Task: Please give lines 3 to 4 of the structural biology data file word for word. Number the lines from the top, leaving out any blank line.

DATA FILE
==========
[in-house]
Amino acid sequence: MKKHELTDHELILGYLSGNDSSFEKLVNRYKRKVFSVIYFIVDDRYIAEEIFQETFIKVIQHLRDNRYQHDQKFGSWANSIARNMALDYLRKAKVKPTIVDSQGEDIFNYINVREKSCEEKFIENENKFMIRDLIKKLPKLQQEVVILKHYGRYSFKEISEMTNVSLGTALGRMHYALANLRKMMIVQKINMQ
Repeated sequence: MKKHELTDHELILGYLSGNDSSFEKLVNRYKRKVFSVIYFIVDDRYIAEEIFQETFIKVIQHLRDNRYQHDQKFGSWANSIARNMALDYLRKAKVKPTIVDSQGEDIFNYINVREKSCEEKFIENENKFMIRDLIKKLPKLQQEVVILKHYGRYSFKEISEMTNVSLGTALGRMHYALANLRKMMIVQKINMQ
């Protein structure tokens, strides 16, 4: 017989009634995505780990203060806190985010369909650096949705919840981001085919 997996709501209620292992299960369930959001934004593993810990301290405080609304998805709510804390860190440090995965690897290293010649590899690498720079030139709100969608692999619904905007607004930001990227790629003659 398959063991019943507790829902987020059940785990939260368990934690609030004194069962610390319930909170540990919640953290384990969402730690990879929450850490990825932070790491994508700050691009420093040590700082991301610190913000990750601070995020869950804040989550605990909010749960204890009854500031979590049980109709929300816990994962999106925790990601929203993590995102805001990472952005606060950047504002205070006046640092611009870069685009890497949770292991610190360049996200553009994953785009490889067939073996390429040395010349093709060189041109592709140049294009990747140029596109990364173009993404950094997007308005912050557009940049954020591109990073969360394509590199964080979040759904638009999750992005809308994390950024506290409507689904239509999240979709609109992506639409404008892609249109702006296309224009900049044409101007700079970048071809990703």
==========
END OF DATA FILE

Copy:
Repeated sequence: MKKHELTDHELILGYLSGNDSSFEKLVNRYKRKVFSVIYFIVDDRYIAEEIFQETFIKVIQHLRDNRYQHDQKFGSWANSIARNMALDYLRKAKVKPTIVDSQGEDIFNYINVREKSCEEKFIENENKFMIRDLIKKLPKLQQEVVILKHYGRYSFKEISEMTNVSLGTALGRMHYALANLRKMMIVQKINMQ
């Protein structure tokens, strides 16, 4: 017989009634995505780990203060806190985010369909650096949705919840981001085919 997996709501209620292992299960369930959001934004593993810990301290405080609304998805709510804390860190440090995965690897290293010649590899690498720079030139709100969608692999619904905007607004930001990227790629003659 398959063991019943507790829902987020059940785990939260368990934690609030004194069962610390319930909170540990919640953290384990969402730690990879929450850490990825932070790491994508700050691009420093040590700082991301610190913000990750601070995020869950804040989550605990909010749960204890009854500031979590049980109709929300816990994962999106925790990601929203993590995102805001990472952005606060950047504002205070006046640092611009870069685009890497949770292991610190360049996200553009994953785009490889067939073996390429040395010349093709060189041109592709140049294009990747140029596109990364173009993404950094997007308005912050557009940049954020591109990073969360394509590199964080979040759904638009999750992005809308994390950024506290409507689904239509999240979709609109992506639409404008892609249109702006296309224009900049044409101007700079970048071809990703």